6. Comparison of mini scalpel-needle release, acupuncture needling, and stretching exercise to trigger point in myofascial pain syndrome.13
  7. Electro-acupuncture combined with the trigger point needle-embedding for treatment of primary trigeminal neuralgia in 31 cases.14
  8. Randomized trial of trigger point acupuncture compared with other acupuncture for treatment of chronic neck pain".15

Noting that acupuncture can also be wet, there are several jurisdictions that authorize qualified acupuncturists to inject substances. These include Colorado, Florida, New Mexico and Washington and China.

A Point of Clarification

I do not support closure. That is, I am not against any of the healthcare disciplines practicing acupuncture with appropriate education.16 That means they can demonstrate a reasonable process for developing competencies and assessments along with standards for qualifying the teachers and systems of education. To date, only the acupuncture profession has fulfilled these criteria. They further have a publicly determined set of statutes, which provide for governance of the procedure within a profession and thus having the capacity and will to protect the public safety.

To wit: let us pursue a collaborative process of developing inter-professional competencies. Remove biomedicine and herbal medicine courses from the Accreditation Commission for Acupuncture and Oriental Medicine (ACAOM) standards. Then, take what is left over in acupuncture programs as the starting place for a dialogue for portable competencies. We can't remove professionalism and ethics since anyone who promotes the use of an incisive and surgical procedure with as little as 10 or even 100 hours of training likely needs a refresher. To avoid conflicts of interest, no individual who stands to profit from seminars should determine competencies and educational standards, nor should they testify in legislature on behalf of the common good.

References

  1. Kogod S. Martell Webster is sold on acupuncture. Washington Post 2013.
  2. (NCALB) NCALB. Dry Needling is Intramuscular Manual Therapy is Acupuncture. Post Office Box 10686, Raleigh, NC 27605. 919.821.3008. Fax: 919.833.57432013.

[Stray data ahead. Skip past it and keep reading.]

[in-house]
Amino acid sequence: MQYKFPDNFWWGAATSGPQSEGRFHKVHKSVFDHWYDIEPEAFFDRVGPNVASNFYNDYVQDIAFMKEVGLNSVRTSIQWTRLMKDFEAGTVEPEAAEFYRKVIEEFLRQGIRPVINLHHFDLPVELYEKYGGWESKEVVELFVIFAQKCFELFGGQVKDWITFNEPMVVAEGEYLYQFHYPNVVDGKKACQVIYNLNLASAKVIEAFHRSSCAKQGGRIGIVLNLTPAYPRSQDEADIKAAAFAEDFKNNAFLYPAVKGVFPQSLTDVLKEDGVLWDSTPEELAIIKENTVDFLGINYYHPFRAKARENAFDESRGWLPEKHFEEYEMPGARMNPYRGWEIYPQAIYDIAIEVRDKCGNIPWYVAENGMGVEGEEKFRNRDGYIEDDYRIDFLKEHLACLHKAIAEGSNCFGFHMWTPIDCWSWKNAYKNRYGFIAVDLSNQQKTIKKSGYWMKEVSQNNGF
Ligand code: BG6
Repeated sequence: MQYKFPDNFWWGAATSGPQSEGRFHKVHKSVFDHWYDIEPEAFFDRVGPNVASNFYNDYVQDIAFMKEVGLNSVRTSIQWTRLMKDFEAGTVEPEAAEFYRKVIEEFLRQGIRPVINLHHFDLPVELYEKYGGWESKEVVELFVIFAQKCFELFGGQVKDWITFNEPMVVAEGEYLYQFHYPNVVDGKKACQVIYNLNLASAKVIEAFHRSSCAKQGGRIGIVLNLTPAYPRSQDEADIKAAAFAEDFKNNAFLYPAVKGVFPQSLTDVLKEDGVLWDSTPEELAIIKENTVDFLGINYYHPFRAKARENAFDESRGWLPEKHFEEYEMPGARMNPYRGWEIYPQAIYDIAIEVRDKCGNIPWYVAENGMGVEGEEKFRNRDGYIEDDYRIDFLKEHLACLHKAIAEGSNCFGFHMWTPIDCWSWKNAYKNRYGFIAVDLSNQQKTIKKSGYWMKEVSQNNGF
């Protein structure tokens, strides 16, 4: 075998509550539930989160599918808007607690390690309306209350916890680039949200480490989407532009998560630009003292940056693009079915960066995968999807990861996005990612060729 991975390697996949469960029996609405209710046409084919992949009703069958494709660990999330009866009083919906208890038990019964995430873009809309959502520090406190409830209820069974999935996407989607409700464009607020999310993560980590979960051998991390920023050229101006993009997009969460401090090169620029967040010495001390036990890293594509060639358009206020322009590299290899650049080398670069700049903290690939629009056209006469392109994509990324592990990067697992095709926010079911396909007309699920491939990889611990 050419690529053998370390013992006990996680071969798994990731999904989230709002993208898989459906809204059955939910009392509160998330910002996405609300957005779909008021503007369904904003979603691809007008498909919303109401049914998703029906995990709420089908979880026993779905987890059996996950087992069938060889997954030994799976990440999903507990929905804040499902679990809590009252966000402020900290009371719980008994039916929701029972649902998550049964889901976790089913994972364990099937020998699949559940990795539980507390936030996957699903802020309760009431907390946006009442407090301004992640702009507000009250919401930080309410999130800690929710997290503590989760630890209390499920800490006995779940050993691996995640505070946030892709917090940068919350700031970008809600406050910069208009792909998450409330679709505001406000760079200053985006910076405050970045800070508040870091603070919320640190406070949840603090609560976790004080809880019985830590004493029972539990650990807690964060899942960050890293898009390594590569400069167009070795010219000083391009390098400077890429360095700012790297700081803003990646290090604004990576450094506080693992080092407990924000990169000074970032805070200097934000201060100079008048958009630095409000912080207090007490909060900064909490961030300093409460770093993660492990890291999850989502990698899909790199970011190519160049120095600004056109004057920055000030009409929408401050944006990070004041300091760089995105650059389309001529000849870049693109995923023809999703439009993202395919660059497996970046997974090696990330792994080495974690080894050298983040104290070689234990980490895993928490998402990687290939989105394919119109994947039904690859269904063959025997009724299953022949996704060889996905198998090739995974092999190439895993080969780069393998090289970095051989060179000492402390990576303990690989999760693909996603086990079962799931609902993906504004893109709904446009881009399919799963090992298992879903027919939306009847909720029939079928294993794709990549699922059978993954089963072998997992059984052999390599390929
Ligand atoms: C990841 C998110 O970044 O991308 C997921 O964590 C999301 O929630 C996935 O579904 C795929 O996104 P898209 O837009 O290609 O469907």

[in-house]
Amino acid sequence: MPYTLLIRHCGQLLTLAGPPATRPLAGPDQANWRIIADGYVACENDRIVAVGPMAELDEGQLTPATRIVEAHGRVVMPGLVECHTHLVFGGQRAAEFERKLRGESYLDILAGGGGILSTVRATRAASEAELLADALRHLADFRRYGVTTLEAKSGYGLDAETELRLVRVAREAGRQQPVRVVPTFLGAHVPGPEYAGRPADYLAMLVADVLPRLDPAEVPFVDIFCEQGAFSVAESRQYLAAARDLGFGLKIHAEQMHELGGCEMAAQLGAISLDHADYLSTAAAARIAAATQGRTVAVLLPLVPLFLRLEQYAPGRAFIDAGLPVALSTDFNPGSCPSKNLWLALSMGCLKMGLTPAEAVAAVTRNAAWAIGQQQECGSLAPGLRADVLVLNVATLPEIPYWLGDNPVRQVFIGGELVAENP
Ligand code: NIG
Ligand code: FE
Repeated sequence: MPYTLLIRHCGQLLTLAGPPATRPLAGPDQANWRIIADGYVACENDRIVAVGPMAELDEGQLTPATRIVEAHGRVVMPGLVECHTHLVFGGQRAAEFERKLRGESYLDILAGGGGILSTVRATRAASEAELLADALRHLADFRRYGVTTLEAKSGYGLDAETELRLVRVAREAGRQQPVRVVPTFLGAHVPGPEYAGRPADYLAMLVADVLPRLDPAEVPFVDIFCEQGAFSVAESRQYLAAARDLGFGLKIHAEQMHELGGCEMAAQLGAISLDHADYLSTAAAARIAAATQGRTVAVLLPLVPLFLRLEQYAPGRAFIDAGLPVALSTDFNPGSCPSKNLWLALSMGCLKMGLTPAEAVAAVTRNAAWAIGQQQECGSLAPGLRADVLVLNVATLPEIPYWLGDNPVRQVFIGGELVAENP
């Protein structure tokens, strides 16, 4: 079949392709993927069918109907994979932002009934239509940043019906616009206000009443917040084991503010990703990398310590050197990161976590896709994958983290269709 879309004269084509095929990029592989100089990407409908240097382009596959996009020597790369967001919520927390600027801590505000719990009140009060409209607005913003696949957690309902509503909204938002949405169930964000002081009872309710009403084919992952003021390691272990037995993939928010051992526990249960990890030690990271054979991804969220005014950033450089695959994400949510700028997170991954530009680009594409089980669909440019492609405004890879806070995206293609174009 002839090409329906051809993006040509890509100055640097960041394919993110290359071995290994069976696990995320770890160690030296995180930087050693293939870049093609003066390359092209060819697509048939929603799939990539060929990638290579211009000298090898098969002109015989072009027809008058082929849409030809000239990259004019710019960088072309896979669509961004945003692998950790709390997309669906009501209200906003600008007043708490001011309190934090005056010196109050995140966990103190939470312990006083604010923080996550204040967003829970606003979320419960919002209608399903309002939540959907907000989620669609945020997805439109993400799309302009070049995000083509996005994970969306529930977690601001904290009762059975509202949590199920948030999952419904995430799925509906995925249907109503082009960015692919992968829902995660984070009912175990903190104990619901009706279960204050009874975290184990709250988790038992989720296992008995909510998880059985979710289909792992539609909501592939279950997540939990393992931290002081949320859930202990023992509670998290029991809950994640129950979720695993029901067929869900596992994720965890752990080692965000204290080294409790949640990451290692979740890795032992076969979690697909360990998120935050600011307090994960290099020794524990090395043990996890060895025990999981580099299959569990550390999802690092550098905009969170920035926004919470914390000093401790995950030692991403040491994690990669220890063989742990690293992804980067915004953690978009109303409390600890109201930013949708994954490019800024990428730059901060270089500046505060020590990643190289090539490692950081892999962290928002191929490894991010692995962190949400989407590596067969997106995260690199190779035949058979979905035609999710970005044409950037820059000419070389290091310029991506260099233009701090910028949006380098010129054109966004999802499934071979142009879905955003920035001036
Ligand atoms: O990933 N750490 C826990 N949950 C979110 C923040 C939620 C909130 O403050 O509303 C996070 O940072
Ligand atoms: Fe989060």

3. Dorsher PT. Myofascial referred-pain data provide physiologic evidence of acupuncture meridians. J Pain. 2009;10(7):723-31. Epub 2009/05/05.
  4. Dorsher PT. Trigger Points And Acupuncture Points: Anatomic And Clinical Correlations. Medical Acupuncture. 2006;17(3).
  5. Peng ZF. [Comparison between western trigger point of acupuncture and traditional acupoints]. Zhongguo zhen jiu = Chinese acupuncture & moxibustion. 2008;28(5):349-52. Epub 2008/07/26.
  6. Morris W. Scope and Standards for Acupuncture: Dry Needling? 2011;12(5).
  7. Acupuncture in California: Study of Scope of Practice Overview of Current Status and Issues to Consider Prepared for the Milton Marks "Little Hoover" Commission on California State Government Organization and Economy: UCSF Center for the Health Professions; May, 2004.
  8. Tough EA, White AR, Cummings TM, Richards SH, Campbell JL. Acupuncture and dry needling in the management of myofascial trigger point pain: a systematic review and meta-analysis of randomised controlled trials. Eur J Pain. 2009;13(1):3-10. Epub 2008/04/09.
  9. Furlan AD, van Tulder M, Cherkin D, Tsukayama H, Lao L, Koes B, et al. Acupuncture and dry-needling for low back pain: an updated systematic review within the framework of the cochrane collaboration. Spine. 2005;30(8):944-63. Epub 2005/04/19.
  10. Furlan AD, van Tulder MW, Cherkin DC, Tsukayama H, Lao L, Koes BW, et al. Acupuncture and dry-needling for low back pain. Cochrane Database Syst Rev. 2005(1):CD001351. Epub 2005/01/28.
  11. Ma Y, Bu H, Jia JR, Zhang X. [Progress of research on acupuncture at trigger point for myofascial pain syndrome]. Zhongguo zhen jiu = Chinese acupuncture & moxibustion. 2012;32(6):573-6. Epub 2012/06/30.
  12. Gazi MC, Issy AM, Avila IP, Sakata RK. Comparison of acupuncture to injection for myofascial trigger point pain. Pain practice : the official journal of World Institute of Pain. 2011;11(2):132-8. Epub 2010/08/03.
  13. Ma C, Wu S, Li G, Xiao X, Mai M, Yan T. Comparison of miniscalpel-needle release, acupuncture needling, and stretching exercise to trigger point in myofascial pain syndrome. The Clinical journal of pain. 2010;26(3):251-7. Epub 2010/02/23.
  14. Zhu X. Electro-acupuncture combined with the trigger point needle-embedding for treatment of primary trigeminal neuralgia in 31 cases. Journal of traditional Chinese medicine = Chung i tsa chih ying wen pan / sponsored by All-China Association of Traditional Chinese Medicine, Academy of Traditional Chinese Medicine. 2008;28(1):13-4. Epub 2008/04/18.
  15. Kim SY, Park HJ, Yin CS. Comment on the "Randomised trial of trigger point acupuncture compared with other acupuncture for treatment of chronic neck pain". Complementary therapies in medicine. 2008;16(6):363-4. Epub 2008/11/26.
  16. Morris W. Acupuncture and Closure: Turf Wars. Acupuncture Today. 2013;14(1).

Click here for more information about William Morris, DAOM, PhD, LAc.